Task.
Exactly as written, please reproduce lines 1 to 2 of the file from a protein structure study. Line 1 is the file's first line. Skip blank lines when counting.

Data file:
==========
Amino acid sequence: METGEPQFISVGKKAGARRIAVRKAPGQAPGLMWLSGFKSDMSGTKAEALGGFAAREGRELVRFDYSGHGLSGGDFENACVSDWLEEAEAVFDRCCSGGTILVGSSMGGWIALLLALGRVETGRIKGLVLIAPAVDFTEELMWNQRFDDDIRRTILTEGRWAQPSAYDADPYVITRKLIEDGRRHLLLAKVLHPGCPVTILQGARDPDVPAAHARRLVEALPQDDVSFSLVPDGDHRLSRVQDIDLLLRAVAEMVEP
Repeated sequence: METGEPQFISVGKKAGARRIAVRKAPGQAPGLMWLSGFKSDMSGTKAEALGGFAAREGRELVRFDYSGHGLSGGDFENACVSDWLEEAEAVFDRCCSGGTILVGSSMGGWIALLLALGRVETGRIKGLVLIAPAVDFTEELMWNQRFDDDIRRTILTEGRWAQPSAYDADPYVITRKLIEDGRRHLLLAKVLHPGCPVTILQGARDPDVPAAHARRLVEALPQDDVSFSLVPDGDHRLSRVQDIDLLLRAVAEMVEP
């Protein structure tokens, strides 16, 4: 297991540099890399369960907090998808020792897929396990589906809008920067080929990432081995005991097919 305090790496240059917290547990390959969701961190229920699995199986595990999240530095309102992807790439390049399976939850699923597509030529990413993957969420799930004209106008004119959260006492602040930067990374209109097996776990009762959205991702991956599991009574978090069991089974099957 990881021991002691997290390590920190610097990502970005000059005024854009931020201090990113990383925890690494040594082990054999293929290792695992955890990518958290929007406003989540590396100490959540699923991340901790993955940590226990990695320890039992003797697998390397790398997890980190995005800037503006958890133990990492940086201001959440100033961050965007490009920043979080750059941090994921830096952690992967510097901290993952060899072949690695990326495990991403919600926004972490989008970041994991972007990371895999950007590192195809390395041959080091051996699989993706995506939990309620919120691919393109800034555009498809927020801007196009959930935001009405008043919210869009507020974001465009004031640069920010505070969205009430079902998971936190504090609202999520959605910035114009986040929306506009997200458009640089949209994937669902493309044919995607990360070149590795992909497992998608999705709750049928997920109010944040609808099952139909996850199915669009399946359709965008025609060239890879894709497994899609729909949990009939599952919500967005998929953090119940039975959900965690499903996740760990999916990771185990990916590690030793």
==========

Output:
Amino acid sequence: METGEPQFISVGKKAGARRIAVRKAPGQAPGLMWLSGFKSDMSGTKAEALGGFAAREGRELVRFDYSGHGLSGGDFENACVSDWLEEAEAVFDRCCSGGTILVGSSMGGWIALLLALGRVETGRIKGLVLIAPAVDFTEELMWNQRFDDDIRRTILTEGRWAQPSAYDADPYVITRKLIEDGRRHLLLAKVLHPGCPVTILQGARDPDVPAAHARRLVEALPQDDVSFSLVPDGDHRLSRVQDIDLLLRAVAEMVEP
Repeated sequence: METGEPQFISVGKKAGARRIAVRKAPGQAPGLMWLSGFKSDMSGTKAEALGGFAAREGRELVRFDYSGHGLSGGDFENACVSDWLEEAEAVFDRCCSGGTILVGSSMGGWIALLLALGRVETGRIKGLVLIAPAVDFTEELMWNQRFDDDIRRTILTEGRWAQPSAYDADPYVITRKLIEDGRRHLLLAKVLHPGCPVTILQGARDPDVPAAHARRLVEALPQDDVSFSLVPDGDHRLSRVQDIDLLLRAVAEMVEP